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Were loving, faithful same-sex relations known in antiquity?

This is a guest post from John Pike, making the case that loving, faithful same-sex relations were known in antiquity, amongst other kinds of same-sex sexual relationships.

John is a GP in the Bristol area whom I know online. We have had some very interesting discussions in the context of our having quite different views on whether the Church should change its teaching on marriage and same-sex sexual relationships. But, as with such discussions, we often find unexpected things in common. John here makes the case that, in the range of patterns of relationship, loving and faithful same-sex relationships were known in antiquity, drawing on academic work which is itself based on primary research. Although I might assess parts of the evidence differently, I think he is essentially correct; it seems extraordinary to suppose that contemporary examples of such relationships are a modern construction—and outside the Church debate this is a widely held view, and one that deserves to be taken seriously. But if John is correct in his helpful summary of the evidence, then it makes it very hard to argue that the biblical writers ‘did not know’ of faithful and loving same-sex relationships, or that they ‘only condemned’ abusive relationships of this form. Same-sex relationships, and views about them, seem to have been as diverse then as they are now.

The post consists of the section of John’s discussion relating particularly to the New Testament texts; the whole of his piece is attached at the end as a document for download, if you are interested in the wider argument. It includes sections on the Ancient Near East, more on Ancient Greece, and a section on female homoeroticism.

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Why read the Book of Revelation?

The Book of Revelation is the most remarkable text you will ever read. Setting aside any claims that we might want to make about it as a result of its being part of the canonical Scriptures of the Christian faith, it is the most extraordinary piece of literature ever written by a human being, and […]

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The church changed its mind on slavery. Why not on sex?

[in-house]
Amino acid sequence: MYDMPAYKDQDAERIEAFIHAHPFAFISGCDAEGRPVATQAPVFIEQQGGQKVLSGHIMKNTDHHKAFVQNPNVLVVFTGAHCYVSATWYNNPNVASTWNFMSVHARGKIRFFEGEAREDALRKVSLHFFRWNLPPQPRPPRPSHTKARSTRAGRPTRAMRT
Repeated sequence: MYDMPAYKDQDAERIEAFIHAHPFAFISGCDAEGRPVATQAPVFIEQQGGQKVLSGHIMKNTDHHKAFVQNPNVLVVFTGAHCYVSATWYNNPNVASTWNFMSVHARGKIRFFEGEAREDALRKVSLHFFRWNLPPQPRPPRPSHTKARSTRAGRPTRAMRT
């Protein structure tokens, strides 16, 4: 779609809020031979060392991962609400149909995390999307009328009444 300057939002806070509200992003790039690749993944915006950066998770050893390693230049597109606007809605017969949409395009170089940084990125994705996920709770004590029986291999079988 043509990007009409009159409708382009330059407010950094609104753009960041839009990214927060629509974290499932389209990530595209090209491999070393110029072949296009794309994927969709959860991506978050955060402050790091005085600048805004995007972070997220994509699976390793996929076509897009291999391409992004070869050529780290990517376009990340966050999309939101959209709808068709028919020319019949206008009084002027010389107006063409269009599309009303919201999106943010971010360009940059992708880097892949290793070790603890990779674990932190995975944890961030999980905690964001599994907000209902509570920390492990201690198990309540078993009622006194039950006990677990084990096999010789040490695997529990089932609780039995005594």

Will Jones writes: It rarely takes long in any discussion about a controversial ethical issue amongst Christians for someone to bring up slavery. Slavery is the great exemple of how Christian thinking has changed on a key ethical issue. Christians in the past permitted slavery, practised slavery, defended slavery. Scripture clearly permits slavery in certain circumstances, […]

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Violence in Christianity and Islam

Following the atrocities in London and Manchester in recent weeks, many commentators have been quick to say ‘This violence has nothing to do with Islam.’ When that is claimed by a leader within the Muslim community, then it appears to mean something particular: ‘This violence is nothing to do with Islamic beliefs as I understand […]

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Palm Sunday according to Matthew

It is always a relief when we celebrate Palm Sunday from Matthew or Mark’s account. Luke 19.36 in his account talks only the garments, and does not mention palm branches, so in those years we have to call it Garment Sunday (which doesn’t have the same ring about it). In fact it is only John, […]

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How do we give and receive love? (John 13)

The new edition of Scripture Union’s Encounter with God has just been published, and this is the third part of my contribution reflection on John 11–13. Acceptable service (John 13:1–17) Why do we find it so difficult to be served by others? Because it draws unwelcome attention to us? Or because we don’t feel we deserve the attention? […]

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The compassion of God in John 11

The new edition of Scripture Union’s Encounter with God has just been published, and this is the first part of my contribution reflection on John 11–13. Even to the casual reader, John’s gospel seems to be in two halves. In the first, we have a series of seven ‘signs’ performed by Jesus (including the water into […]

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